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Mueller report sent to attorney general, signaling his Russia investigation has ended

National View: Pipeline vandals risk catastrophic outcomes

More than two years have passed since Jessica Reznicek and Ruby Montoya admitted to deliberately causing millions of dollars in damage to the Dakota Access Pipeline. The duo said they “never threatened human life nor personal property,” while ironically confessing to numerous acts of sabotage, including setting fire to heavy construction equipment and using a blowtorch to burn holes in exposed sections of pipeline. During the months that followed, Reznicek and Montoya attained celebrity status through interviews and a speaking tour.

Unfortunately, this alarming story is not isolated.

Over the last several years, activists have demonstrated an increasing willingness to abandon the virtues of civil disobedience for a more aggressive set of tactics. Deliberately tampering with or destroying critical infrastructure is not a form of protest. These are reckless criminal acts that endanger the lives of others and could disturb our natural environment.

While eco-extremists claim to be “saving the planet,” the reality is they are doing far more harm than good. In fact, recent history shows firsthand how severe the consequences can be when direct action is taken against critical infrastructure.

Take for instance the tragic events that unfolded in Mexico last month when vandals illegally tapped into a pipeline, triggering an explosion that killed at least 114 and injured many more. Meanwhile, communities in northern Canada lived in a state of fear for much of 2008 and 2009 as eco-extremists carried out a series of bombings targeting natural gas pipeline infrastructure.

Thankfully, a disaster of this magnitude has so far been avoided in the United States — so far. The acts carried out against the Dakota Access Pipeline could have ended far differently had there been oil flowing through the pipe when the attacks occurred.

Likewise, the outcome of a recent incident in northern Minnesota could have been devastating had pipeline operators and emergency responders not acted so swiftly. The activist group known as the Four Necessity Valve Turners said it acted in “celebration for the beauty of the earth” when it broke into a secure facility and attempted to close the valves controlling the flow of oil through several pipelines.

This followed a coordinated attack in 2016 during which vandals aligned with the Climate Disobedience Center simultaneously closed valves on multiple pipelines. A security alert issued by the Pipeline and Hazardous Materials Safety Administration after the incident condemned activists for “creating the potential for serious infrastructure damage and significant economic and environmental harm, as well as endangering public safety.”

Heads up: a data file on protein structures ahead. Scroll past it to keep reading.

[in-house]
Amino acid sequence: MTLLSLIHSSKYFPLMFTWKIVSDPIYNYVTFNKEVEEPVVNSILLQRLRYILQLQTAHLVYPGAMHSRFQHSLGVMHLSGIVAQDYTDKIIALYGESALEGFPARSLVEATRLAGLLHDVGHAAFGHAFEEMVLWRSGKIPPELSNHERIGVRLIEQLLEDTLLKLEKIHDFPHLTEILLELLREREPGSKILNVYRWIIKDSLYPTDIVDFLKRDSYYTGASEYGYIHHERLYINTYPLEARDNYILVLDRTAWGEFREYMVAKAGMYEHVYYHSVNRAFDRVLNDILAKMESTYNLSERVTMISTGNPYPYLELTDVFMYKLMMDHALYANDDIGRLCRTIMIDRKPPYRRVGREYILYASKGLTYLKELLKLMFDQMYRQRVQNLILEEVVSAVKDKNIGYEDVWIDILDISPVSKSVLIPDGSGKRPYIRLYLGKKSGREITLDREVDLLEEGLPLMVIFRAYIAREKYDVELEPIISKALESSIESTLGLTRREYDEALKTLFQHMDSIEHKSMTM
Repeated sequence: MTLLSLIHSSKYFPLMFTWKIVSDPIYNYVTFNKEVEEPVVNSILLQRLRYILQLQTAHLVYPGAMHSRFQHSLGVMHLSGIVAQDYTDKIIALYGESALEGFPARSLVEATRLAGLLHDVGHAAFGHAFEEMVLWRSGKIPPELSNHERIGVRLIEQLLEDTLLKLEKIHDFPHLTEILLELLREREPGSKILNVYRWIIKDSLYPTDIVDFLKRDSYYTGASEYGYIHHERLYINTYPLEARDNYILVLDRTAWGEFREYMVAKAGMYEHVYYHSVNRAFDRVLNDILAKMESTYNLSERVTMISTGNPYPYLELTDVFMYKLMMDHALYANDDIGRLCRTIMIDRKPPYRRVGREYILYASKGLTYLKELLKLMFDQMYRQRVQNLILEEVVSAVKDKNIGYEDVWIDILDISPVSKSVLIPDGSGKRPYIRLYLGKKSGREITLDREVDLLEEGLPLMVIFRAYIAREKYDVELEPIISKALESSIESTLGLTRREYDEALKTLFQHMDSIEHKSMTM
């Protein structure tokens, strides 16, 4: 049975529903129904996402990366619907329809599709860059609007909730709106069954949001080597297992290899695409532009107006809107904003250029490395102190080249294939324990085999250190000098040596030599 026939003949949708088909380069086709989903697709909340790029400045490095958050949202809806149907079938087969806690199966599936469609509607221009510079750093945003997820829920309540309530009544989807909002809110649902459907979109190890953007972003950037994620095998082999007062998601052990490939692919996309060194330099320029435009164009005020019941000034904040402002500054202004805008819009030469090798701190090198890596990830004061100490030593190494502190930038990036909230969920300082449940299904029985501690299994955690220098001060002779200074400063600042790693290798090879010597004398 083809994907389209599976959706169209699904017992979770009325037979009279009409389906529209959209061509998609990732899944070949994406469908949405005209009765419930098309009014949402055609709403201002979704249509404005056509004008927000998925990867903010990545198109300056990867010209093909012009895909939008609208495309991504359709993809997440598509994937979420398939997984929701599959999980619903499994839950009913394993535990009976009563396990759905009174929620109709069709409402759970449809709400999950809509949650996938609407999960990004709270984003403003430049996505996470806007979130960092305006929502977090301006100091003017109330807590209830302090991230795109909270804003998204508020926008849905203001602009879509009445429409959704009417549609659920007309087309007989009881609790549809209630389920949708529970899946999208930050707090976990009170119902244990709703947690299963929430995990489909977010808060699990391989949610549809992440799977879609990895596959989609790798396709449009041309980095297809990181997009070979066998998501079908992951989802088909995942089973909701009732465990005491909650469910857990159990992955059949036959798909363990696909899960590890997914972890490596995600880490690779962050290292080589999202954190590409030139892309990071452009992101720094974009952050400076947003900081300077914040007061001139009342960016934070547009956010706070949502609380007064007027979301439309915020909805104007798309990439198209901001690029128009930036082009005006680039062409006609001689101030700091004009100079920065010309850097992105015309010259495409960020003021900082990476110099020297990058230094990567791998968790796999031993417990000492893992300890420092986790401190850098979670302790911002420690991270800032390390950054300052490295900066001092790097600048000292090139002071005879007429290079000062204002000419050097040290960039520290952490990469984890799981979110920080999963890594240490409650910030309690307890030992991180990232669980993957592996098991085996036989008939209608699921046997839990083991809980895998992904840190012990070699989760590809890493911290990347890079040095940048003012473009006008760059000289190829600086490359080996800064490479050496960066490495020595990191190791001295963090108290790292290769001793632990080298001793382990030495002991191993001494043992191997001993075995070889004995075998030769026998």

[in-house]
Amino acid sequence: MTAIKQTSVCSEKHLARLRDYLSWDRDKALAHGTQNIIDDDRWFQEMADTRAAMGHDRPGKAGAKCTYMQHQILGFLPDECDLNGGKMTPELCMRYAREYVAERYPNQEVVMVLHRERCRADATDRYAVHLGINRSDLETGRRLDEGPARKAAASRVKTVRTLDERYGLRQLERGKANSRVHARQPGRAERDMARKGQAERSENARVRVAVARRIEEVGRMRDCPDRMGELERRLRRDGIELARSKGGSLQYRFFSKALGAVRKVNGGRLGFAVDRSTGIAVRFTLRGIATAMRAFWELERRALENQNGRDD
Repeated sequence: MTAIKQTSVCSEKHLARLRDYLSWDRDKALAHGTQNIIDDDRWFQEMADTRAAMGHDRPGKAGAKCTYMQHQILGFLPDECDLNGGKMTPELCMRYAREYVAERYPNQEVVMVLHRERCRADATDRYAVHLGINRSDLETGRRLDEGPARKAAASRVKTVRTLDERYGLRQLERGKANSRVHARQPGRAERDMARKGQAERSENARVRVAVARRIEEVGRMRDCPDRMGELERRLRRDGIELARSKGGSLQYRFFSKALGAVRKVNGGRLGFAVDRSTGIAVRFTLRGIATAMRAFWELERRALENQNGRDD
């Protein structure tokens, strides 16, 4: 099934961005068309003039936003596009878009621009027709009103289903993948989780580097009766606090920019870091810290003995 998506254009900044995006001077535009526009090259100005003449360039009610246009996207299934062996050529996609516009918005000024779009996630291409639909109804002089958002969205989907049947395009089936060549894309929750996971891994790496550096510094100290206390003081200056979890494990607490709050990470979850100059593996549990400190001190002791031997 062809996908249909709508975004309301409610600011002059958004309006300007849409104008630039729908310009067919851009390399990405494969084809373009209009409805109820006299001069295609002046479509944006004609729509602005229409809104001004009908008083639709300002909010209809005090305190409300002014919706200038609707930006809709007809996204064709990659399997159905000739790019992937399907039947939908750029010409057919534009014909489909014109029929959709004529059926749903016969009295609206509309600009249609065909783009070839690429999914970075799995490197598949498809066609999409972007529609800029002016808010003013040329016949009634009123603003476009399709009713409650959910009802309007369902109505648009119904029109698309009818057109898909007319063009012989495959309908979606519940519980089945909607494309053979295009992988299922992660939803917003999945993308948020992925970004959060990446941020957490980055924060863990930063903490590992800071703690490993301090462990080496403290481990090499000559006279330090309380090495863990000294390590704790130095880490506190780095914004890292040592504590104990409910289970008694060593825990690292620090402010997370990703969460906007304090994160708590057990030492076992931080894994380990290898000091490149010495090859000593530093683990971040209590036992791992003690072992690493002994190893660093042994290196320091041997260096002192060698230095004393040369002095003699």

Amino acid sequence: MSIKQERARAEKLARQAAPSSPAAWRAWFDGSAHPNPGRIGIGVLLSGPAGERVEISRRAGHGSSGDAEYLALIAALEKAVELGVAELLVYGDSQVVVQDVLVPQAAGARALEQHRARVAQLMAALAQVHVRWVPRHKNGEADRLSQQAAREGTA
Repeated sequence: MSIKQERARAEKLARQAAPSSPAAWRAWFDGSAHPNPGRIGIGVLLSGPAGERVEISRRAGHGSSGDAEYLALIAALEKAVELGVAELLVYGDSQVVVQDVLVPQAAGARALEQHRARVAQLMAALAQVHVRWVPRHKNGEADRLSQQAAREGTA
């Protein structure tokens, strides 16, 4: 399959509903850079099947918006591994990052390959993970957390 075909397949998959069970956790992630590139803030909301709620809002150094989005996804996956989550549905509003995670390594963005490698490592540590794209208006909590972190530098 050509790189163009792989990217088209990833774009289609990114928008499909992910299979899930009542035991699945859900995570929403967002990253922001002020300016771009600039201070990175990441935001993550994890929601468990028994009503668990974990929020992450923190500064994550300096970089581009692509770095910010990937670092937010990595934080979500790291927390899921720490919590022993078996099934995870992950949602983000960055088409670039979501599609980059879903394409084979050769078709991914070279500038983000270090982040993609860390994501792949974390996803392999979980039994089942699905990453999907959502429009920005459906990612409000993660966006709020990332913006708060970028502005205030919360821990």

Equally alarming to these actions are the guerilla-style attacks targeting pipeline construction sites. Last month arsonists caused more than $500,000 in damage after they set fire to construction equipment at a Mountain Valley Pipeline worksite in Virginia. Meanwhile, eco-saboteurs targeted a Mariner East 2 pipeline construction site in Pennsylvania last year that also resulted in costly damage to heavy machinery.

The response to this illegal behavior — both in the media and in the courtroom — would be vastly different had the attacks been carried out by foreign-based terrorists. Instead, they are barely noticed. Perpetrators are lauded as heroes in the environmental community and afforded lenient punishments. Many even have their charges dropped.

This is a disturbing trend, but thankfully policymakers across the country and in Washington are increasingly intolerant of this destructive behavior. The issue has received bipartisan support from federal lawmakers. In fact, a little over a year ago 84 members of Congress urged then-Attorney General Jeff Sessions to take a harder line with individuals who knowingly damaged pipelines.

The right to peacefully protest is foundational to our democracy and an important facet to driving participation in the public-policy process. Sabotaging critical infrastructure is not a form of protest — it is an illegal act that should be prosecuted to the full extent of the law.

James “Spider” Marks is a retired U.S. Army major general and strategic adviser to the GAIN (Grow America’s Infrastructure Now) Coalition (gainnow.org). He wrote this originally for InsideSources.com.

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